Borders of MP’s participation rights and the democratic decision-making

The most wide-spread institution for the people to exercise its power is the indirect democracy, i.e. the most important decisions are made by the Parliament. The procedural rules from the Hungarian Parliamentary Act and the Rules of Procedure play a major role in the democratic decision-making process of the parliamentary decisions. The constitutional function of quorum supports to guarantee effective and sufficient participation in the process of community decision-making. Under the Act of the Parliament, members of the National Assembly have the right and duty to attend meetings. Members who are not present on a plenary meeting of the Parliament or a standing committee shall be subject to a remuneration reduction. Is this a constitutional solution?

Requirements of participation in direct democratic procedures

Several institutions of direct democracy – primarily popular initiatives – are widespread interpreted as the strongest weapon of the distrustful people against the political elite. From this point of view one of the most important questions of these institutions’ design is the minimum number of the voters enough for initiating a referendum. Irrespectively of the sources of initiative – constitutions, voters, political parties or governments – it is also enlightening how do the national legal systems handle the decreasing level of political participation. How do they determine referendum’s turnout requirements: are there quorums, quotas of valid votes enough for a legally binding result?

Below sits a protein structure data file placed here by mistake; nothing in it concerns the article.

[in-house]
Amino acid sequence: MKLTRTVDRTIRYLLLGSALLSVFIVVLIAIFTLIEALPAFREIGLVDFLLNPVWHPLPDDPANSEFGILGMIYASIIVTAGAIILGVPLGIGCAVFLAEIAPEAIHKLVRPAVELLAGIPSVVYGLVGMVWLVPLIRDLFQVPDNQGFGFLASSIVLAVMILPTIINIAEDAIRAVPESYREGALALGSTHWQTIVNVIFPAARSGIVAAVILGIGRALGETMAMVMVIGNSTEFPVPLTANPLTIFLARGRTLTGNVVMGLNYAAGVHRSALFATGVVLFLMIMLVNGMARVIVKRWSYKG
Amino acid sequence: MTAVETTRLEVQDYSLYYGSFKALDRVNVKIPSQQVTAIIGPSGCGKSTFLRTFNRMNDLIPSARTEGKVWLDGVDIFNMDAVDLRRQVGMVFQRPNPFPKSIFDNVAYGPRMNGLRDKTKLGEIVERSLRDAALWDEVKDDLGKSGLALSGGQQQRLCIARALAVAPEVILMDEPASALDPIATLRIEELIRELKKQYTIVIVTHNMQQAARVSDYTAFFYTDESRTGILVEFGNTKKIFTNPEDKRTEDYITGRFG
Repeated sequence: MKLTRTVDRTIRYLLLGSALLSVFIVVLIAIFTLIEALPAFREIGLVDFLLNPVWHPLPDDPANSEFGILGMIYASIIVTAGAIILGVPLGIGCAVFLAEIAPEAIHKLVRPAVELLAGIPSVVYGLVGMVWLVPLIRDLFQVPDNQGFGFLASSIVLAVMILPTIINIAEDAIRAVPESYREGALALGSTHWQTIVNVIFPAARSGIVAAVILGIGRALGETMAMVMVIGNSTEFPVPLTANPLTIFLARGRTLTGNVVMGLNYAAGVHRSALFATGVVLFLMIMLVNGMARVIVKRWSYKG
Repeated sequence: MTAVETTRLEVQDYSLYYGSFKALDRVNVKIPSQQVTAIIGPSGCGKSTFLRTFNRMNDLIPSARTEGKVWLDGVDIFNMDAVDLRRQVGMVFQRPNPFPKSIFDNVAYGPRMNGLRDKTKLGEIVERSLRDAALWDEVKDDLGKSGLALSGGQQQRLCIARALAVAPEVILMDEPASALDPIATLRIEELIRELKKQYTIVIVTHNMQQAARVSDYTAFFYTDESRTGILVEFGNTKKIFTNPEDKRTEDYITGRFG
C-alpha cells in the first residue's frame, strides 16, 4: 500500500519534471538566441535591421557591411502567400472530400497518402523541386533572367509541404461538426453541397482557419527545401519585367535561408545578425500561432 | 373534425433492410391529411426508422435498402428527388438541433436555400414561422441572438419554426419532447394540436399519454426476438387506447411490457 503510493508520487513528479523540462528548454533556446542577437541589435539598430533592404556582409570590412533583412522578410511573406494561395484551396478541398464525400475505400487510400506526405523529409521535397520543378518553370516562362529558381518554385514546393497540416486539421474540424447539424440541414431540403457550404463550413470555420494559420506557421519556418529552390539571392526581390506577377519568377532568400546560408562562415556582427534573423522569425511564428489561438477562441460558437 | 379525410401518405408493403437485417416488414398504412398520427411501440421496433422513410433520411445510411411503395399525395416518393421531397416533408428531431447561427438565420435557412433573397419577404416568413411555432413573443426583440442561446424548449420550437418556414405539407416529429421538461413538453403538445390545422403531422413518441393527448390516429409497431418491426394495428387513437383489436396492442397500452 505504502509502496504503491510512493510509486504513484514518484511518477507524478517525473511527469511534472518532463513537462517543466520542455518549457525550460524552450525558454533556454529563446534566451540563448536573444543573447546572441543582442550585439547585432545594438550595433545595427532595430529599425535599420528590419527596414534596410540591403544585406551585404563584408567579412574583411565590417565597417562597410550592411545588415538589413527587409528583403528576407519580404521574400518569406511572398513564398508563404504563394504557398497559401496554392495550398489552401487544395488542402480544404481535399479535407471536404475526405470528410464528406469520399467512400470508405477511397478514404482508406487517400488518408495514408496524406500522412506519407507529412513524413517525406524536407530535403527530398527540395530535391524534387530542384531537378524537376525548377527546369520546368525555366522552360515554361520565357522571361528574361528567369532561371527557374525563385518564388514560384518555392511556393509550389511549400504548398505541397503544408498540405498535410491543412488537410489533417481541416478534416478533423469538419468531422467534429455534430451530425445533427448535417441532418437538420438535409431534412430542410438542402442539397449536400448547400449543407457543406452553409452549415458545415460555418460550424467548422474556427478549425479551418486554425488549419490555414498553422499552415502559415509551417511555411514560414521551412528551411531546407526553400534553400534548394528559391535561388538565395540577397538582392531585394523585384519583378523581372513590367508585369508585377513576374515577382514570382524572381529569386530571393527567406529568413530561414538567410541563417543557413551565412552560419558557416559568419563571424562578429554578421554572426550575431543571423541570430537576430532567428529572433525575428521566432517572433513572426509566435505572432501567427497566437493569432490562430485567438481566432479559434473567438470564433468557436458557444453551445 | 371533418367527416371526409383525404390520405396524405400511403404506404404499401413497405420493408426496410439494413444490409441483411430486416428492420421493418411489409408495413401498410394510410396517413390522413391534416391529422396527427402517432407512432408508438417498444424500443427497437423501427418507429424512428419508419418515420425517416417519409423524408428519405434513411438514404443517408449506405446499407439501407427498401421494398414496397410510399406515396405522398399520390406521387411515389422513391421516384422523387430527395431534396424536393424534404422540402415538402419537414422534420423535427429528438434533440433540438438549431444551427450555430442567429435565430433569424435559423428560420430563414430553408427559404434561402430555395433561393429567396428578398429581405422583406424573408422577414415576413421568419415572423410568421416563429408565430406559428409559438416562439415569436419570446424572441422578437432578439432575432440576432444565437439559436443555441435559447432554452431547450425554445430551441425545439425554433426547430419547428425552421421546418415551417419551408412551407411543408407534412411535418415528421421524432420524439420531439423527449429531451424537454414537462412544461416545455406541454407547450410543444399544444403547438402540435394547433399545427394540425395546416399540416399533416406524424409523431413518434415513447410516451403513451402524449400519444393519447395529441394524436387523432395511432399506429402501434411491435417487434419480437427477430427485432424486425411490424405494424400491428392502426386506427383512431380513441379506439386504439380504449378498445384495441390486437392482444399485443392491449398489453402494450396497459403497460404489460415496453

National consultations in Hungary – a political hungaricum?

As we can see from the abovementioned, there are many forms of getting people involved into state decisions: elections and referendums are the mostly current. However, another institution is strongly upcoming in the past decade in Hungary: this is the so-called national consultation. The national consultation has become an especially useful method in the recent years to invite citizen participation in the decision-making process between election cycles. The Hungarian government’s next national consultation is to be launched in mid-March and almost surely will be transformed into a parliamentary act by the time of this conference. This survey among others will include the payment of compensation to prisoners complaining about poor prison conditions which is – as for its opposers – an issue that can weaken Hungary’s security and go against justice. Will it be true? Can this issue arise constitutional anxieties?

Can technology change the way we trust democratic procedures?

Time is running and technology is developing. In the past decade new technologies changed the way we perceive and participate in democratic procedures, especially in elections and referenda. One side of this coin is all the technological advancements that help democratic participation: access to information on the issues and candidates, open marketplace of ideas, and of course the electronic voting mechanisms that become more and more widespread. On the other hand, the same progressions in information technology can undermine basic trust in democratic institutions: the spread of misinformation and fake news makes the people question everything they hear, and at the same time the opinion bubble generated by social media providers shut people off from dissenting opinions on their own beliefs. What will be the future?